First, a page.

This year we are getting a REAL winter down here in the mid-southern part of NC.

It snowed last night, over an inch. The lows have been in the lower 20sF to the upper teens, with maybe one night a week approaching the freezing mark. Luckily for me that one night was Tuesday night this week, and that one night will be Tuesday night next week so I might get a lesson two weeks in a row. Maybe, just maybe, I will be able to ride on Sunday two weeks from now, depending upon the weather of course. I know other parts of the country are worse, and sometimes I envy the people who have access to an indoor arena.

And I missed my lesson two weeks ago because of a Covid-19 outbreak involving Debbie's grandson. Thankfully Debbie did not get it from him.

This has not been a good winter for my riding!

I got to the barn on Wednesday to the news that the barn had a lot of rain on Tuesday night, another lesson in a sopping wet ring. MJ had mud all over the places of his body that his blanket did not cover. Debbie hosed off his lower legs (she has hot water in the barn) and took him to his yummy pre-lesson flat of timothy hay. I went up to him, one side of his neck, ears and jaw bone were covered with caked on dried mud. I got my Haas Schimmel brush since it is the best mud brush I've ever owned, and got after the mud.

Previously, when his coat was not coated with dried mud, MJ did not like the Schimmel brush very much at all since the bristles are so stiff. Wednesday he seemed glad I was getting the mud off his neck, so I dared to try getting the caked mud off his ears and jawbone. I was expecting MJ to say NO, instead he stood there peacefully and when I thought I was through MJ indicated that I had missed some spots. I never thought that he would volunteer himself for the Schimmel brush on his head and ears, but last Wednesday he did so.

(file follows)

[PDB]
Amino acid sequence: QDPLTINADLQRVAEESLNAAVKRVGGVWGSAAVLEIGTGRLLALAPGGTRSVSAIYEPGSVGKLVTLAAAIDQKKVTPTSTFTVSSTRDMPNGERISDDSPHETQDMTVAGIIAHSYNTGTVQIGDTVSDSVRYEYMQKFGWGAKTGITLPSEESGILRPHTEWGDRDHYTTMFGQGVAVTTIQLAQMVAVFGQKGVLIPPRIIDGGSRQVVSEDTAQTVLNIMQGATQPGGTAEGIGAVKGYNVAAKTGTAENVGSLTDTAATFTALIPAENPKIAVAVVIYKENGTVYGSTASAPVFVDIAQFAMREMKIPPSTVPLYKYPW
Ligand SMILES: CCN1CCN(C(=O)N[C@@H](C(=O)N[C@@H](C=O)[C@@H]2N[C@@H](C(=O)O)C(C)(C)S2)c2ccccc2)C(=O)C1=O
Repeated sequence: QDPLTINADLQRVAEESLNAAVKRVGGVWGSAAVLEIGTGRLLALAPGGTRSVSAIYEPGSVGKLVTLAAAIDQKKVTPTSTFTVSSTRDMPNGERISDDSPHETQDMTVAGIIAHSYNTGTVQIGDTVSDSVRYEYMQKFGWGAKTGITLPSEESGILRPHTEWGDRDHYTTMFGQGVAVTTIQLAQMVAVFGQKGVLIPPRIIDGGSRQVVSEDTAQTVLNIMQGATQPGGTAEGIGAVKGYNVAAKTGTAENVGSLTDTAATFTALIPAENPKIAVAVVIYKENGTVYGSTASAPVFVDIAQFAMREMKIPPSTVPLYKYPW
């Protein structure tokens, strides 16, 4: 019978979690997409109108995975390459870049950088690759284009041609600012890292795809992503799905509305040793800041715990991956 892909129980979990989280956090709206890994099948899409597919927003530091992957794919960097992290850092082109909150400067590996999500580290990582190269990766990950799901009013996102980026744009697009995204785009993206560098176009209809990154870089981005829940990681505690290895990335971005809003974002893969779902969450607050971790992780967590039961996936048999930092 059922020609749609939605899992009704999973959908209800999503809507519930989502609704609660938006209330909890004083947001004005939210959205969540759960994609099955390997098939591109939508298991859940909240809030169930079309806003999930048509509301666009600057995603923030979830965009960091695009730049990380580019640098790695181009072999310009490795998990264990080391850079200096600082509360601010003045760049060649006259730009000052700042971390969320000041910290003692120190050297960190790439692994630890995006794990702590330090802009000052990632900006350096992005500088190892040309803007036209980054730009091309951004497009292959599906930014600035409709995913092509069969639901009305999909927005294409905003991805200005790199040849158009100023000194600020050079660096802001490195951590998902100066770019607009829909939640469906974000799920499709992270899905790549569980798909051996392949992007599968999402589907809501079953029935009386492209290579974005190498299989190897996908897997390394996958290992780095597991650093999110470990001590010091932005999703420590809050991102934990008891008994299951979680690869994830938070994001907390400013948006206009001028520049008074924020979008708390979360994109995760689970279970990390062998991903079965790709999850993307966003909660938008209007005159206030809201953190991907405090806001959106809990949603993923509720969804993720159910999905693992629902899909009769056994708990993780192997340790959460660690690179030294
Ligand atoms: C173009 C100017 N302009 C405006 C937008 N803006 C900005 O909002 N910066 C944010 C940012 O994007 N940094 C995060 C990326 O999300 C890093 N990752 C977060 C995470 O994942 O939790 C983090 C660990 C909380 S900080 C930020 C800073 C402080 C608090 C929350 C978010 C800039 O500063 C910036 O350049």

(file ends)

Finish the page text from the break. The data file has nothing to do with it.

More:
I curried him with the gentle Haas New Generation curry comb, and his feet stayed STILL. Debbie came up and tackled his hooves. His hooves were PACKED with freezing mud, ice and gravel under the bar on his navicular shoes, and it took her a while to get everything out including one last piece of gravel that had found a comfortable home deep down the side of his frog. Then she took over brushing over him with the next two Haas brushes, the Military and the Cavaliere. I did the last two brushes of the Haas Chestnut brush instructions, the Coat Gloss and the Diva while Debbie had to go help someone else. MJ's winter coat even started to shine.

We bundled MJ up for the lesson so he would not get too terribly cold out in the ring. Every step out to the ring squished, and the ring had some corner lakes, puddles in the take off and landing spots of the jumps, and lots of little puddles scattered around. Every single time before I rode MJ in a ring that was that wet and messy it had been a case of MJ telling me that no matter how many leg aids I did he was just going to saunter around the ring. Why hurry? Basically MJ did all he could to peacefully tell me that he does not consider a sopping wet ring a proper place to have a riding lesson.

But on Wednesday he was different. I had to warm him up a little bit more than usual because he felt stiff and creaky. After the warm-up he was a different horse. I cautiously asked him to extend his walking stride and he started responding, just a little bit at first. The third time I asked him to extend from his normal sloppy ring walk he did it! He gave me a decent walk that was a good bit faster than his sloppy ring usual of about 2MPH. We were marching around all those pesky puddles, squishing every step, at a decent walking speed without me having to use a lot of leg. Debbie was pleased with him.